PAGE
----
"I don't want to be remembered as somebody who couldn't do nothing but take her clothes off. I want something real now." —Clara Bow
7) She was a Nazi sympathizer:
Clara Bow and husband Rex Bell finally took a honeymoon after her filming of Call Her Savage wrapped. They took a tour of Europe, where Bow kept a journal to record her experiences. When they arrived in Berlin, Adolf Hitler received them warmly. For Clara Bow was his favorite American actress. Adolf gave her a signed copy of his Mein Kampf, and a cloche hat with the swastika stitched into it. Meanwhile, Clara wrote of Berlin:
Clara Bow had no political knowledge, even less of Nazi Germany. To her, Hitler was just another fan.
8) She told Colleen Moore she wanted her part:
In the ill researched biography The IT Girl, the author penned that Clara Bow went up to Colleen Moore and demanded her part in Painted People. This is also stated by Moore, who claimed all Clara could take on the set with her was "two days." I'm personally not a fan of Colleen Moore, as she has a record of lying to suit herself, and very poorly. The truth is a bit different from that (as is much of the biography.)
In truth, Clara Bow was filming on Painted People for three weeks, not two days. The producer of the filmwas Moore's husband, so she received more than enough close-ups that she didn't need. Bow did something unheard of, confronting Colleen Moore by asking why she hogged the camera and prevented the director from Clara receiving closeups. Clara argued that Colleen Moore was a "big star, every close up I get helps me!" Moore reacted by having no close ups of Bow be shot.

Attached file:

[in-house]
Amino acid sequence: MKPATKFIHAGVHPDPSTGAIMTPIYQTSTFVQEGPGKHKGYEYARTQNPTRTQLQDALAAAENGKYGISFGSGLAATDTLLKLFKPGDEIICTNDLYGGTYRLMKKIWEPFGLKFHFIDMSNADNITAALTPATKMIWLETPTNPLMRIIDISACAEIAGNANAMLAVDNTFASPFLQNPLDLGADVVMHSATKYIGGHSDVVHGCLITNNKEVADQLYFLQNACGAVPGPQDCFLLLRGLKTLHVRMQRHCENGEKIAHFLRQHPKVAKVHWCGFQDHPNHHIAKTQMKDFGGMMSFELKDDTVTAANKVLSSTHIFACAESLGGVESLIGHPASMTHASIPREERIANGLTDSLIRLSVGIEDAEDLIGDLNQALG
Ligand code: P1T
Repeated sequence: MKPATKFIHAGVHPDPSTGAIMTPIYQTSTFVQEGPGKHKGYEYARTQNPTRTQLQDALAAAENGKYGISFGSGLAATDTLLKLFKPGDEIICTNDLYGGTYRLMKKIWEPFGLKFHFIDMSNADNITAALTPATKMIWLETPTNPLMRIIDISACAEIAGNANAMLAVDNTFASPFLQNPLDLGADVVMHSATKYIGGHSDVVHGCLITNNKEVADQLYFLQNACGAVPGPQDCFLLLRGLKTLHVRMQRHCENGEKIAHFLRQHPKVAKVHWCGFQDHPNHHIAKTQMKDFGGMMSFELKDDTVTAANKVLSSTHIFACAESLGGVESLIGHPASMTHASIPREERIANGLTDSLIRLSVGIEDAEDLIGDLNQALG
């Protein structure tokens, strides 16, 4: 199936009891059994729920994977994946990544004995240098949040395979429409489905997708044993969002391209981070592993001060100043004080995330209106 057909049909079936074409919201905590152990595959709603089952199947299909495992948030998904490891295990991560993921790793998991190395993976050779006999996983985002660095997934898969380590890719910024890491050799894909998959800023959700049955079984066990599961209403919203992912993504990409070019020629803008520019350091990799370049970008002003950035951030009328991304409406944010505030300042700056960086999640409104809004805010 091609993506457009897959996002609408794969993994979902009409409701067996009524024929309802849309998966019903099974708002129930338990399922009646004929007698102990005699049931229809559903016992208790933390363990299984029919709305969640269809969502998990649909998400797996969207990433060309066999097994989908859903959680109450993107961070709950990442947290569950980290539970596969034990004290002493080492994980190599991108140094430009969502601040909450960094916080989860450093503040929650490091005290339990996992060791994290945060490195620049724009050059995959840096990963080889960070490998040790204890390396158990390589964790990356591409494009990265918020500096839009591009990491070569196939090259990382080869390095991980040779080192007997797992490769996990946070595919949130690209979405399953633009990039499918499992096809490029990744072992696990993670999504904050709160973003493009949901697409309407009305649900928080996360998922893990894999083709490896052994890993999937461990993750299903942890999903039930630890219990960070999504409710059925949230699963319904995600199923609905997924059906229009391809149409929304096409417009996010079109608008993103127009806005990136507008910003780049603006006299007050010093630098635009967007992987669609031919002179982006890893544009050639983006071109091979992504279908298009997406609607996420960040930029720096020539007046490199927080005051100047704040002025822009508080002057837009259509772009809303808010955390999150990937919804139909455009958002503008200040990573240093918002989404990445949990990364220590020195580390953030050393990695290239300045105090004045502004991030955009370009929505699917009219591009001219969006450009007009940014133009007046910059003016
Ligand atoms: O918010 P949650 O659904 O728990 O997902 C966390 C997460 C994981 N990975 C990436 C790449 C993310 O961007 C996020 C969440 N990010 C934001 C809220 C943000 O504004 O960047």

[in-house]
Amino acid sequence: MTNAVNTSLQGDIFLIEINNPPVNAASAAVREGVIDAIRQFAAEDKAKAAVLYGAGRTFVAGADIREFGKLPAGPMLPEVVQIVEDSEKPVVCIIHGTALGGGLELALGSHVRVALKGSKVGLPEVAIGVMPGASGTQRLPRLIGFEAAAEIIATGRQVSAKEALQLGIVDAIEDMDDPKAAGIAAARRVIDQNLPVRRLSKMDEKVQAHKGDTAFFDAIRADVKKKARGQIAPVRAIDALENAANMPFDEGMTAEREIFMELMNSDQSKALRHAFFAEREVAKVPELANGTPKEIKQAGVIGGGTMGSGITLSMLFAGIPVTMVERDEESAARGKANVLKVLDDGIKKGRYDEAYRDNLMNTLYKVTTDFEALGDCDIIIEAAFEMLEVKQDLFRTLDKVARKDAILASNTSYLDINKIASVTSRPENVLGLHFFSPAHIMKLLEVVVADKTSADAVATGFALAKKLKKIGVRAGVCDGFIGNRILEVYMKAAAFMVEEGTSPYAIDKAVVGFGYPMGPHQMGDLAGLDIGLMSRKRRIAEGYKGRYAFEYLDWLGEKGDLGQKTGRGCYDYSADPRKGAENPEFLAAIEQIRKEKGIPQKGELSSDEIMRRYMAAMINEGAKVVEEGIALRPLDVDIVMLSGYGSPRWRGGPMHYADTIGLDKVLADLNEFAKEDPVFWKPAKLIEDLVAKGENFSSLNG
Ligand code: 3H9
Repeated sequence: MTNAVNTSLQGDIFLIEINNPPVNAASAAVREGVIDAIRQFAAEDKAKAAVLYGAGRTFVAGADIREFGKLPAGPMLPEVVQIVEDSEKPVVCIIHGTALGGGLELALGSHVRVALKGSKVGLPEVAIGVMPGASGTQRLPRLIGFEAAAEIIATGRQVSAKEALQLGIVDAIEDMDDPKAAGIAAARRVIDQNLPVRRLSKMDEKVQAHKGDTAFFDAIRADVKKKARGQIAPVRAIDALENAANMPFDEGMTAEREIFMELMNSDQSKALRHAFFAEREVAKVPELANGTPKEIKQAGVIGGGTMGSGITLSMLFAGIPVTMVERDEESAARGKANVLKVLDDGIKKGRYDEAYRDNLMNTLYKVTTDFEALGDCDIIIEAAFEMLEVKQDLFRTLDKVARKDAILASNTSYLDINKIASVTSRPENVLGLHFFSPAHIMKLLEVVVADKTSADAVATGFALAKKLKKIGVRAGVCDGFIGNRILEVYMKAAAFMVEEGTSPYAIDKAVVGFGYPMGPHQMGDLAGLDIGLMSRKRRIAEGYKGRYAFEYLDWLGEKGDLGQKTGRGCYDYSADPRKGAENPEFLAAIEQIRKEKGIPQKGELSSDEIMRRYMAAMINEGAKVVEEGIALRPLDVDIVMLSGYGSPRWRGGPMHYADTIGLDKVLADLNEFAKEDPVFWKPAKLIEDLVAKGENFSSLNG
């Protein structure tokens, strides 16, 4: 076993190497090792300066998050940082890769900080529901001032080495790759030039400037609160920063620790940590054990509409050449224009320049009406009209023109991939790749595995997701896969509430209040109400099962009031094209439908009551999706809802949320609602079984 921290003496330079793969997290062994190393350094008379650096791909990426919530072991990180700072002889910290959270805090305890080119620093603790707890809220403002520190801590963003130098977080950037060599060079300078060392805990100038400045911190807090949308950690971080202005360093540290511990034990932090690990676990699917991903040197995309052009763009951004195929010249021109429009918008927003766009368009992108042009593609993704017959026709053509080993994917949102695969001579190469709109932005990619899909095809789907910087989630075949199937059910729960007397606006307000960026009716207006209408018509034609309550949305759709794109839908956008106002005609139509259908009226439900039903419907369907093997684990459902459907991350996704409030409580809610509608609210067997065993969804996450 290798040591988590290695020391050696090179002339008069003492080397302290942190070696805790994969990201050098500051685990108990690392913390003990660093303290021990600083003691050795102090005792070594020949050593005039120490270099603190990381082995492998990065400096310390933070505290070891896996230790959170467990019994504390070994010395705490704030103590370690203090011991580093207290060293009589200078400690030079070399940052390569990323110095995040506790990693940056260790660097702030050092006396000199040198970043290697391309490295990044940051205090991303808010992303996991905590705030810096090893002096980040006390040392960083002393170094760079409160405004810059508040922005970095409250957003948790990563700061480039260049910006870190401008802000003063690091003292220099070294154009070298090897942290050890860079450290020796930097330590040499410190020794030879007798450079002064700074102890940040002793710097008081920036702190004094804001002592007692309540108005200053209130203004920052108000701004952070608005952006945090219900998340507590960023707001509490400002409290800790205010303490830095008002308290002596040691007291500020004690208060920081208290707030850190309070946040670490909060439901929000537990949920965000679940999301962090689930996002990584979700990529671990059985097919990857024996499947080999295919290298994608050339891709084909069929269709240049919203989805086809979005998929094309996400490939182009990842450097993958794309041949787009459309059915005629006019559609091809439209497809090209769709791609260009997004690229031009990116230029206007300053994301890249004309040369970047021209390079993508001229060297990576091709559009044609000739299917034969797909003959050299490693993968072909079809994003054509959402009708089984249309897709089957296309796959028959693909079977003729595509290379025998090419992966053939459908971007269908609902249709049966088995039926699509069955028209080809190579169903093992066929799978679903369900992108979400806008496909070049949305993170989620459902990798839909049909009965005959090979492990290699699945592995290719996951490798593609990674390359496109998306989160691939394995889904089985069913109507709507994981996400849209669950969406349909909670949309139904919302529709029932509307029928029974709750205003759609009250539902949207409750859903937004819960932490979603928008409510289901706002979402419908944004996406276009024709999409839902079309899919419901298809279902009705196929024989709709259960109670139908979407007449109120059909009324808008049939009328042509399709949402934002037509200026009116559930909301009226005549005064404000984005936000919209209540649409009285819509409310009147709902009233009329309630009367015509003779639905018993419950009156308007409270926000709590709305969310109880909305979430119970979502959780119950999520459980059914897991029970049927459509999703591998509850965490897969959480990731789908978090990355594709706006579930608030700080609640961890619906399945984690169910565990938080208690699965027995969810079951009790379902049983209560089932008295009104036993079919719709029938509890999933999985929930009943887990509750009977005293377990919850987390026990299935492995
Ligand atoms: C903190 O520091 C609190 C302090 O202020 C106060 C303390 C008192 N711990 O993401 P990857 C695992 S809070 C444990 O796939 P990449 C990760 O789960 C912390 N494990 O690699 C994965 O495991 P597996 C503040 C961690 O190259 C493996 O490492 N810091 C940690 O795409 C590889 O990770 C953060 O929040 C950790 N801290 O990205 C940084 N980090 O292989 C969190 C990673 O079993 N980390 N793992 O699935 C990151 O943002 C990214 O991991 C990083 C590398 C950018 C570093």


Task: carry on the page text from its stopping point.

To get back at her, Clara Bow went in for sinus surgery. They would be forced to recast Clara Bow, putting the film behind schedule. Artie Jacobson, Clara's then boyfriend is quoted as saying:
"She made that bitch pay!"
Clara Bow is one of the most iconic, yet tragic figures in movie history. Like Marilyn Monroe, Jean Harlow, Louise Brooks, James Dean, and so many others...
She is the meaning of "Rags to Riches" personified, with a heart of gold that also you were warned never to cross. A gentle soul that was abused physically, emotionally, and exploited by boyfriends, fans, studios, and those she considered dearest friends. Shunned for her honesty, and openly attacked for being herself.
However, the truth always wins and I will dedicate my life being a champion of it.
Resources: Runnin' Wild by David Stenn, Silent Movies: The Birth of Films and the Triumph of Movie Culture by Peter Kobel